Malibu is bracing for El Niño

Residents of Malibu are being urged to prepare for the potential impacts of El Niño this winter.

El Niño is the temporary warming of the eastern Pacific Ocean near the equator, which experts say is occurring now and is likely to produce above-average rainfall in Southern California.

When the ocean water rises 1.5 degrees Celsius above normal, that’s considered a strong El Niño.

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“It does appear as though this 2023 is going to come pretty close to that if not exceed that,” Ben Reppert, a meteorology professor at Penn State University, recently told KTLA.

In the past, these conditions have produced periods of heavy rainfall that trigger mudslides, flooding and debris flow, both along the coast and inland.

El Niño
El Niño

There is a 95% chance that El Niño conditions will continue through the 2023-24 winter, according to the National Oceanic and Atmospheric Administration (NOAA). In Malibu, above-average high tides are also a concern, officials said.

“Malibu is vulnerable to the potential impacts that a strong El Niño could bring this winter,” said Malibu Mayor Steve Uhring in a bulletin Tuesday. “The good news is, there is a lot that homeowners can do to be prepared and to reduce the impacts to their homes and properties.”

Southern California Weather Coverage

The city is urging residents to inspect sloped areas for signs of erosion, cracks and slumping, and also keep a close eye on landscaping features like retaining walls and patios.

“If signs of slope movement are observed, consider contacting a California-licensed geologist or geotechnical engineer for a site inspection,” city officials said.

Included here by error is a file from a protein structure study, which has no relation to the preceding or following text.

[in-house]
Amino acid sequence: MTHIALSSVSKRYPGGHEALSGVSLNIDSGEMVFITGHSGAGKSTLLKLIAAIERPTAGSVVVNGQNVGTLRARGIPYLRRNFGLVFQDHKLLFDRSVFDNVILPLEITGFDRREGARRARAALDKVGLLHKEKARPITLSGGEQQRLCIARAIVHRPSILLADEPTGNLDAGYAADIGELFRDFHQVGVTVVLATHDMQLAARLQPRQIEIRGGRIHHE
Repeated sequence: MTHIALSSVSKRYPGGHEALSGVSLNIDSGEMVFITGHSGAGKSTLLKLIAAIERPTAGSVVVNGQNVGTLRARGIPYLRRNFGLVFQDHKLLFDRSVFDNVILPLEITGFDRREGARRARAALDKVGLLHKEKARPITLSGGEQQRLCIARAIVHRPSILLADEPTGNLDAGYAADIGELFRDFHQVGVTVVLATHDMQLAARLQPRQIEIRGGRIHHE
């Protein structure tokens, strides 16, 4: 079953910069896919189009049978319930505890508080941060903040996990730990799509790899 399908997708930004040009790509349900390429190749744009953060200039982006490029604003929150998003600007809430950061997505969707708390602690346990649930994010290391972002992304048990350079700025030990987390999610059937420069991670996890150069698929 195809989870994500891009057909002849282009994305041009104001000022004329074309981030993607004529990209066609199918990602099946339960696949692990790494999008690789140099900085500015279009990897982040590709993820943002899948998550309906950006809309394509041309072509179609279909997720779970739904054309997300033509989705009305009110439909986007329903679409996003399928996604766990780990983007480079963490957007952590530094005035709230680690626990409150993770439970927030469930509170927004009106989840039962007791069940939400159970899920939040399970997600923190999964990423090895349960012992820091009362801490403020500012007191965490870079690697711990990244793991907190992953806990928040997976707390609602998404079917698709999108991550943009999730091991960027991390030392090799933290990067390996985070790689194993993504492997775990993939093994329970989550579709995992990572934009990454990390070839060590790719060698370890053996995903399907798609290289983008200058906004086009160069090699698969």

Malibu, California
Malibu, California

Other tips include:

  • Consider covering or vegetating bare areas before storm season.

  • Visually inspect and remove debris from retaining wall drains, surface drains, culverts, and gutters before storm season.

  • Visually inspect roofs, or hire a roofing contractor, to check for loose tiles, holes or other signs of distress.

Free sandbags are available at several Los Angeles County Fire stations.

  • Fire Station #70: 3970 Carbon Canyon Road. 310-456-2513

  • Fire Station #71: 28722 W. Pacific Coast Highway. 310-457-2578

  • Fire Station #88: 23720 W. Malibu Road. 310-456-2812

  • Fire Station #99: 32550 Pacific Coast Highway. 310-457-3706

The city reminds residents that it is illegal to remove sand from beaches in Los Angeles County. Call Fire Stations for availability or visit

Those with questions about slope stability, flooding, mudflows, or erosion, contact Malibu’s geology staff during public counter hours (Monday through Thursday, 9:00 AM – 12:00 PM) or email

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